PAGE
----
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Assessment-led reform: creating a sustainable culture for WIL

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Version 2 2024-06-05, 08:12
Version 1 2019-06-06, 12:11
journal contribution
posted on 2024-06-05, 08:12 authored by Karen YoungKaren Young, S Palmer, C Binek, M Tolson, Malcolm CampbellMalcolm Campbell
This paper describes a process of assessment reform designed to enhance Work Integrated Learning (WIL) approaches for two science courses at an Australian university. The project used a mixed-method approach involving online surveys, interviews, focus groups and workshops to gather student, industry and course team knowledge and understanding of WIL approaches to curricula. The investigation centred on the perceived value of collaborating with industry to facilitate enhancements in authentic assessment and on the barriers to, and challenges in, achieving successful outcomes. The action-research project, WIL-on-Campus (WoC), found that assessments oriented toward the inclusion of authentic tasks and processes, that contribute to the employability learning and job-readiness of students, is deemed important to students, industry and academics. However, reforms to assessment practice and process are required. For greatest impact, this study found that assessment reform processes require two critical interdependent factors: the socialisation of the shared institutional value of embedded WIL approaches to assessment, and the provision of top-down support to enable academic course teams to implement the 'imposed' changes. Further to this, while academics viewed the changes in approach to assessment design as challenging, they also noted that a shift is timely and believed that a course-wide WIL approach is possible and advantageous.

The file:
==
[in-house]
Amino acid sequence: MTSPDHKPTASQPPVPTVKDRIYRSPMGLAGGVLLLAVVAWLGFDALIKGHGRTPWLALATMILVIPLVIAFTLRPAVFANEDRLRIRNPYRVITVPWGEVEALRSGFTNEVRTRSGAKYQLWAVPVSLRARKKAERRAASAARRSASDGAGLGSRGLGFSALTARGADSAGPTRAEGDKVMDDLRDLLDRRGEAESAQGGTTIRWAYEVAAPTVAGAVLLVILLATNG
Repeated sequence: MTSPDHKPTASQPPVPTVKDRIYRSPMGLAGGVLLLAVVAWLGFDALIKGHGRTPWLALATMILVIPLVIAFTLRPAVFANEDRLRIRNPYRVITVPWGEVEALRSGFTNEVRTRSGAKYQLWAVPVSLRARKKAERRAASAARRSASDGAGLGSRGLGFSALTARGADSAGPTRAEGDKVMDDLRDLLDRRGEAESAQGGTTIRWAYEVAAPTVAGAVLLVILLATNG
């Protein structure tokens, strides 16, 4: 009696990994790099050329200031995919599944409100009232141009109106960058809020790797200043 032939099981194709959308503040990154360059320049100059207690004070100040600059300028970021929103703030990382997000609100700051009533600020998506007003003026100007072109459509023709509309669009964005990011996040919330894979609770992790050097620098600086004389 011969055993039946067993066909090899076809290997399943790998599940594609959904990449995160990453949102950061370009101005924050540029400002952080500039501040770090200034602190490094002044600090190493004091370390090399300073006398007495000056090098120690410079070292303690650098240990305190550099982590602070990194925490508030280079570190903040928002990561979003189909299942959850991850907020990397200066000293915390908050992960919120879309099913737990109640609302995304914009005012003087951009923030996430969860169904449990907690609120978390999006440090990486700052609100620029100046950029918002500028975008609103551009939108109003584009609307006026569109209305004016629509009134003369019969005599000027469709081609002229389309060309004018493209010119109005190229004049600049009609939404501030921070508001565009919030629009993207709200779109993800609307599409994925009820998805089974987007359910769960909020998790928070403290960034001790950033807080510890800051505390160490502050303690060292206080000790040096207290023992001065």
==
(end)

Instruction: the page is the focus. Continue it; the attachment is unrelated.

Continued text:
History

Journal

Journal of teaching and learning for graduate employability

Volume

10

Season

Special issue: TEN STARS

Pagination

73-87

Location

Perth, W.A.

ISSN

1838-3815

Language

eng

Publication classification

C1 Refereed article in a scholarly journal

Copyright notice

2019, the authors

Issue

1

Publisher

Office of Assessment, Teaching and Learning, Curtin University